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When Resilience Mattered, But Had No Name

The User's Profile George Galpin December 24, 2022
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It was early January 1967, and we were trying to make our way to Watson Lake in the Yukon so I could catch the Canadian Pacific DC-6 flight back to Vancouver. This was the end of a 2-week Christmas wolf hunt and introduction to winter trapping. The flight from Dease Lake about 150 miles to the south had been uneventful under dull grey skies with an overcast layer a few thousand feet up and the usual great visibility. But 10 miles out, we encountered a snowstorm and clouds below 500 feet.

Dal looked it over and turned the Super Cub into the thick of it. “We’ll try the back door”. The visibility dropped to less than a half mile in the snow, about 15 seconds at our speed, and we had dropped down to maybe 300 feet over the treetops. A few minutes went by, just trees and scrub brush passing below, and then suddenly a road and a handful of log cabins. “That’s our alternate!” Dal yelled over his left shoulder. Nothing but trees and scrub brush again for two more minutes, then Dal made a left turn of almost 90 degrees and just a few seconds later the side of a ridge loomed out of the snow immediately off our right-wing tip. Another minute, then about 10 degrees to the right.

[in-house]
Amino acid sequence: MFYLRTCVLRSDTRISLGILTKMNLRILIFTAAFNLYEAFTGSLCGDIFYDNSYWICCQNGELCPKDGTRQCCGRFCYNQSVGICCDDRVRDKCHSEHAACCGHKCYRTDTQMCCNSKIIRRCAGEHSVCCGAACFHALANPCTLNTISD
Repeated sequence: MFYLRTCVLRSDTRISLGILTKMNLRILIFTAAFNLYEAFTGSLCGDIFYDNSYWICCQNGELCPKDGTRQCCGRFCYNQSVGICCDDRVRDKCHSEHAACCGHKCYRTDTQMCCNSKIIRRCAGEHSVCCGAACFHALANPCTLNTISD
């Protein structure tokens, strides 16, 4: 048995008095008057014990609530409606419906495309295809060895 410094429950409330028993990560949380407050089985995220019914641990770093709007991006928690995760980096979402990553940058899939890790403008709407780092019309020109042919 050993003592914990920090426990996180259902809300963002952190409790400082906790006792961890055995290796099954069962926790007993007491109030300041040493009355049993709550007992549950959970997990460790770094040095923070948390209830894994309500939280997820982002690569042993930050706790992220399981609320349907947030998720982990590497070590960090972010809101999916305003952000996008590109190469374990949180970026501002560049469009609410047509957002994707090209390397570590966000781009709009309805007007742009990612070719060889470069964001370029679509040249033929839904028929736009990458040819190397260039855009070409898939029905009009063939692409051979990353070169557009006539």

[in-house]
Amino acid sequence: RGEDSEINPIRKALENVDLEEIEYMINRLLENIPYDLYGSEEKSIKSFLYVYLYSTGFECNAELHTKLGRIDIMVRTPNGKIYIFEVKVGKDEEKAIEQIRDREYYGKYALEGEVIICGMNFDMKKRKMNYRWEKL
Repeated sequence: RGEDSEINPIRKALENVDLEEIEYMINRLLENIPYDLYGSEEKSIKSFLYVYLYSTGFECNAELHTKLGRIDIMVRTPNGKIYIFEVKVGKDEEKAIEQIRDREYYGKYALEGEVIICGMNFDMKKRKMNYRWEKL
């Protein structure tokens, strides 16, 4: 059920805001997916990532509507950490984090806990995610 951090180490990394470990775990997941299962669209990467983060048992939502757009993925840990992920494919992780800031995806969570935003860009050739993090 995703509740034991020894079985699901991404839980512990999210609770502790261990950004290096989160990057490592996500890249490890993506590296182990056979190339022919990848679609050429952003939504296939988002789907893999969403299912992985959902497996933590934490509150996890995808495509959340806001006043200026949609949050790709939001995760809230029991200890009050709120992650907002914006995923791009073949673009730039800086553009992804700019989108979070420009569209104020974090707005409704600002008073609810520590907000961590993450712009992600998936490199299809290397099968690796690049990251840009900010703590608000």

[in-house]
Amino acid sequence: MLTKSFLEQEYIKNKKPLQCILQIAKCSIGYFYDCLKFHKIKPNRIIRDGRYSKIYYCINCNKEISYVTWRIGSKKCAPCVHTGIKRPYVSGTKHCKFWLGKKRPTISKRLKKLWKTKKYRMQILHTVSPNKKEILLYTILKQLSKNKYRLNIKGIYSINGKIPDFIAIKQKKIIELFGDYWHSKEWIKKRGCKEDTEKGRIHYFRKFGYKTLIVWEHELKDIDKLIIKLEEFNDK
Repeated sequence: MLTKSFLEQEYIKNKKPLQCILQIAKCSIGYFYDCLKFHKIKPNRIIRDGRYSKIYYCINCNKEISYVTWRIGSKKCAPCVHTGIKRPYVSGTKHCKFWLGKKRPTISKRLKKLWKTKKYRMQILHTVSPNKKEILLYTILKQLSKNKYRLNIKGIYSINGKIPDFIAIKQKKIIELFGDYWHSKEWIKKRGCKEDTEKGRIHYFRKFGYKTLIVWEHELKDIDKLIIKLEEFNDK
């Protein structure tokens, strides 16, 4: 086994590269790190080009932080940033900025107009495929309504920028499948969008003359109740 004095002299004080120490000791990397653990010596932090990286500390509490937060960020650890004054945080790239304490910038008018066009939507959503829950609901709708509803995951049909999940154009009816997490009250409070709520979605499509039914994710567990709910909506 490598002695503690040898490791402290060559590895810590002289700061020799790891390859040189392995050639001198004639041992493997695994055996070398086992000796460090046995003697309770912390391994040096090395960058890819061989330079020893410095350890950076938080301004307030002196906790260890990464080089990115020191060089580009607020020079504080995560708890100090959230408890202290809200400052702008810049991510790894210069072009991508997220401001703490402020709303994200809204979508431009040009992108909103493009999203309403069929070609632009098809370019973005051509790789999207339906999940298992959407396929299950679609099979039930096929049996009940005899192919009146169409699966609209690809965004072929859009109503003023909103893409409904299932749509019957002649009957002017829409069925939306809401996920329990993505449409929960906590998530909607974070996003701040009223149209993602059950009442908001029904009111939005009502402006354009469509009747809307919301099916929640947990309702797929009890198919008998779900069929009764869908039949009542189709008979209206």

We passed over a road and a couple of buildings and a car below. Another small course correction, then more rooftops and a few more lights.

Dal backed off on the power slightly, pulled some flaps and I heard him throw the lever for the carburetor heat as he eased the nose down. We were on final approach. Somebody’s rooftop passed about 50 feet below our skis, some willow bush and then all white as the nose came up. A few seconds later the skis settled into the snow on Y lake in the middle of town. I was going to make my flight if the weather improved enough for the DC-6 to land at the airport.


If you fly a plane, don’t try something like this. You will likely end up dead. But Dal was not an ordinary pilot. He was one of Canada’s great pioneer bush pilots and had flown almost everything used as a bush plane from the 1920’s on, even training U.S.

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Top Comment

What A Fantastic Read!
George - great writing, great stories and what a life!
You were drawn to adventure and took it.
I didn’t know it then, but...
Anonymous Author by cmartenson
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